I would need more information to comment properly on your question. If you have an attic you do not need to add insulation. If you have a vaulted ceiling the new IBC/IRC states that you must have a minimum of 1" of vented air space under the roof covering. This may already be allowed for in your existing assembly and adding insulation over is of limited use. As to the attachment of the roofing, you did not specifically state what product type you had chosen. In roofing over, the strapping could easily provide the air space and the strapping provides a good solid base to fasten to. First though contact the manufacturer and get his recomendations.
Guest User
3/31/2003
I am building a 40 x 24 4 car garage (pole barn style) with a Gambrel roof. There will be an insullated room down the center of the second floor. We have 5/8 OSD sheeting on the roof. I was told that 1/4 fanfold (owens corning) would be better than the 30# paper for under the steel. What is your opinion?
Allan Reid
Dura-Loc Roofing Systems, Inc.
3/31/2003
The new building code calls for a 1" vented space between the insulation and the roof material. If you are not providing it between the OSB and the insulation then you must provide it above the OSB. This means choosing a system that will work on strapping and provide vertical air flow. As to the moisture barrier felt is all that is required however you are putting on a long term roof system so don't be afraid to invest in a good quality reinforced material. I am not familiar with this material however the best bet is to contact the manufacturer and get their recommendations.
Guest User
4/3/2003
We just had a metal roof installed and our contractor had put in his proposal/estimate that he would be installing Fsk Foil under the metal. He mentioned that tar paper isn't good to put under metal because it would sweat. Our roof leaks around the chimney and new fan over the stove - also, my husband looked under the metal and did not see any foil, just tar paper. We called the roofer and he said he would take care of it. I feel he tried to cheat us, should we trust him to re-do the roof?
Todd Miller
Classic Products, Inc.
4/4/2003
Hi Ann, thanks for buying a metal roof, and thanks for your question. Ultimately, I really suggest contacting the manufacturer of your roofing about this. First of all, different metals and different products will sometimes have different underlayment requirements. Also, if this installer has done something unethical here (and I obviously cannot say for sure that they have), I am sure that the manufacturer will wnat to know about it. 30-pound felt paper is used under metal roofing pretty regularly. Particularly in warmer climates, there is reason to use a slip sheet (such as red resin paper) between the underlayment and the metal when the metal roof has a low profile with lots of contact with the underlayment. This is to keep oils in the felt from causing it to stick to the metal. There are no real condensation issues with felt paper although, if your roof is solid zinc, there is reason to try to have some breathability on its back side. This can be achieved with some of the foil and foam spacer products. I doubt your roof is solid rolled zinc though. I think you need to confront your roofer about the felt vs foil issue. Right off hand, I do not know of a real good reason why foil should have been used but, again, ultimately that call needs to be made by the manufacturer of the roofing. As far as your leaks -- it sounds like improper flashings. I would sure ask the roofer to detail what he's going to do to remedy this situation. It should probably not be that he's just going to put some caulking up there. If you question what he is doing, consult with the manufacturer or a third party such as an experienced metal roofing installer or a roofing consultant.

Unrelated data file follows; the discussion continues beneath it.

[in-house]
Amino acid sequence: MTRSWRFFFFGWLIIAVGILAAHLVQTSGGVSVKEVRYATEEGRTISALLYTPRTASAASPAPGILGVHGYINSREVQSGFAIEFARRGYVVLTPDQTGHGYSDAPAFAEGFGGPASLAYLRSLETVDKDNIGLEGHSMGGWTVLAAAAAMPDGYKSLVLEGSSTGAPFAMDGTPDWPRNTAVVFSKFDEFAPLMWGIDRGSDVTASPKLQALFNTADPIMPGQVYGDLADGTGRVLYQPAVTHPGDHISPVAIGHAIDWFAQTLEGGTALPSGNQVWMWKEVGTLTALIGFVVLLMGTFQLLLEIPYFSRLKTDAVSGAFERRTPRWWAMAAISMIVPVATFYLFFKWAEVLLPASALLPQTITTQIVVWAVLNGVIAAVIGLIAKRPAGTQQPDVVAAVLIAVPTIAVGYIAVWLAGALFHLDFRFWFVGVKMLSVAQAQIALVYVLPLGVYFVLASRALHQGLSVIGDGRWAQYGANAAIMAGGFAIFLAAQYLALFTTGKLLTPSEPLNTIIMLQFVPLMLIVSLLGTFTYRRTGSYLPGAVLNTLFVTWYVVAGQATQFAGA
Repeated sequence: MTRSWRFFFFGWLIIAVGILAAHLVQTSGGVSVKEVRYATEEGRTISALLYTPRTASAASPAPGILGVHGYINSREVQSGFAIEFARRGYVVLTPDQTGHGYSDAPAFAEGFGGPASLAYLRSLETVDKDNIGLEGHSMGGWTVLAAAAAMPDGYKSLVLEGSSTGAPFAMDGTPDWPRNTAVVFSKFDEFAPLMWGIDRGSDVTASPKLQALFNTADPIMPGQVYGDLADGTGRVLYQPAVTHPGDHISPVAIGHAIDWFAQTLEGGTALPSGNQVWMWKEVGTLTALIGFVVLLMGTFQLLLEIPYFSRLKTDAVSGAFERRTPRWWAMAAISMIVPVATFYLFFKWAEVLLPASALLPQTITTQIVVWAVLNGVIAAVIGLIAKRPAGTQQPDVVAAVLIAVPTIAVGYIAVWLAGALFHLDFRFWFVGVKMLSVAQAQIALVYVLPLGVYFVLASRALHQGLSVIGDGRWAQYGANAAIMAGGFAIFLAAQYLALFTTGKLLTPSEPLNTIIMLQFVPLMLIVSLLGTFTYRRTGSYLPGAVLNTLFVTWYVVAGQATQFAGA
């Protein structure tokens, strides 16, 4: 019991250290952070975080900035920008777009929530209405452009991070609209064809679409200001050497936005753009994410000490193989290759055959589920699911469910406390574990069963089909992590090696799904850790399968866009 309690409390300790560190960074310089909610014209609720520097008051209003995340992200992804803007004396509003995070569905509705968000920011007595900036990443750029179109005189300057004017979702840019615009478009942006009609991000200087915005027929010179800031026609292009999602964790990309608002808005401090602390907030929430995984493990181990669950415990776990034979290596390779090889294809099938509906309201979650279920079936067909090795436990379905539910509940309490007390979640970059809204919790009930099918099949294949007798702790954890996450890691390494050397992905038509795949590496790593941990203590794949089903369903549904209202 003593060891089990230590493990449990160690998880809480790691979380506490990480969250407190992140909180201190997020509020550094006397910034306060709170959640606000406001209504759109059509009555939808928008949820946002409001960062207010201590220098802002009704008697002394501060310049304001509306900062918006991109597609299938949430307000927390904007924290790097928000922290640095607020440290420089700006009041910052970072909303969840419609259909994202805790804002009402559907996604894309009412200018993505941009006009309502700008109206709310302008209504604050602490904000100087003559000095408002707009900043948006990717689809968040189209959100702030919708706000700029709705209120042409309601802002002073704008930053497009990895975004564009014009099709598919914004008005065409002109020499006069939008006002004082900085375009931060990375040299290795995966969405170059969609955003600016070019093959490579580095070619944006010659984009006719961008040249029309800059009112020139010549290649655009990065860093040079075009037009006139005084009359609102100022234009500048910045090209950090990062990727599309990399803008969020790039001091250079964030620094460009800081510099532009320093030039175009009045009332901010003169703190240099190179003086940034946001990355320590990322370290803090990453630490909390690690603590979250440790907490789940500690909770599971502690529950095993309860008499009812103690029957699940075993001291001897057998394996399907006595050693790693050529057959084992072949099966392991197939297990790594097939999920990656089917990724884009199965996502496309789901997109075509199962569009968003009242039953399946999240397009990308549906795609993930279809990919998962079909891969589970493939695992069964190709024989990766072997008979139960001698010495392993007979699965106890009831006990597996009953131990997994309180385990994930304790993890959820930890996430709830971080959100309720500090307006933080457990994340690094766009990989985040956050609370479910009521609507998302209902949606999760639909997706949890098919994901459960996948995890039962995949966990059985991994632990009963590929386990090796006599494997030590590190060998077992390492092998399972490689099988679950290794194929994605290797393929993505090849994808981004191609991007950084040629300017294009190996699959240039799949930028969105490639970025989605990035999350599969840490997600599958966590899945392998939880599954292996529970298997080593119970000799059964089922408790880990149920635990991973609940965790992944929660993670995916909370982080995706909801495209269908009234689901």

Guest User
4/26/2003
I have talked with several metal roof contractors and each one gives me a different answer as to how the job should be done. One puts the metal directly on top of the existing shingles and screws it down. another puts wood strips horizontaly every three or so feet and attaches the metal to the wood strips. another want s to put down a 30 lb felt and the metal roof on top of that. I do not know who to believe.
Todd Miller
Classic Products, Inc.
4/26/2003
I would not suggest installing directly on top of the old shingles. Over time, the rough surface of the old shingles could be damaging to the back of the metal. 30-pound felt is a reasonable underlayment. However, especially in warm climates, I suggest either 30-pound felt with a "slip sheet" such as red rosin paper on top of it or else use a layer of one of the new polymer based underlayments. The risk of installing a long panel roof right on top of felt is that the felt might stick to the metal panels and then tear when the metal expands. Many metal roofs are designed for installation over solid decking or existing shingles (with underlayment). However, some others are designed for installation over lathe boards. I would suggest contacting the manufacturer of the roofing for their specifications on that issue.
Guest User
4/27/2003
Hi- I am considering metal roofing on my 80 year old Cape Cod. As of now, it has asphalt shingles over tar paper over the original wood shingles. The wood shingles are mounted on running boards in the traditional way, so there is no plywood decking. How should I proceed with the new metal shingles? thanks.
Todd Miller
Classic Products, Inc.
4/27/2003
Because building codes in many areas adhere to a two-layer maximum when it comes to roofing, you will need to first check with your building inspector to see if that is the case where you live. If it is, you should inquire as to whether exceptions are ever granted based upon the low weight and special design of certain metal roofing systems. In any event, of course, if there are any roof areas which are deteriorated form leaks, etc., those should always be addressed. Now, there are many metal roof system which can be attached over a base layer of wood shingles on spaced sheathing. These are typically metal shingles which would be mounted on top of new battens or metal shingles which have an option for side-fastening which would allow secure fastening into the original lathe board. The batten-mounted systems would probably require vertical battens first and then horizontal on top of those. If you do have to remove the old roofing, there are metal shingles which could be mounted right on top of lathe again or you could put down plywood followed by underlayment and the new shingles. If you choose some shingle styles you like and then work with the manufacturers, they can detail out all of the requirements for their products.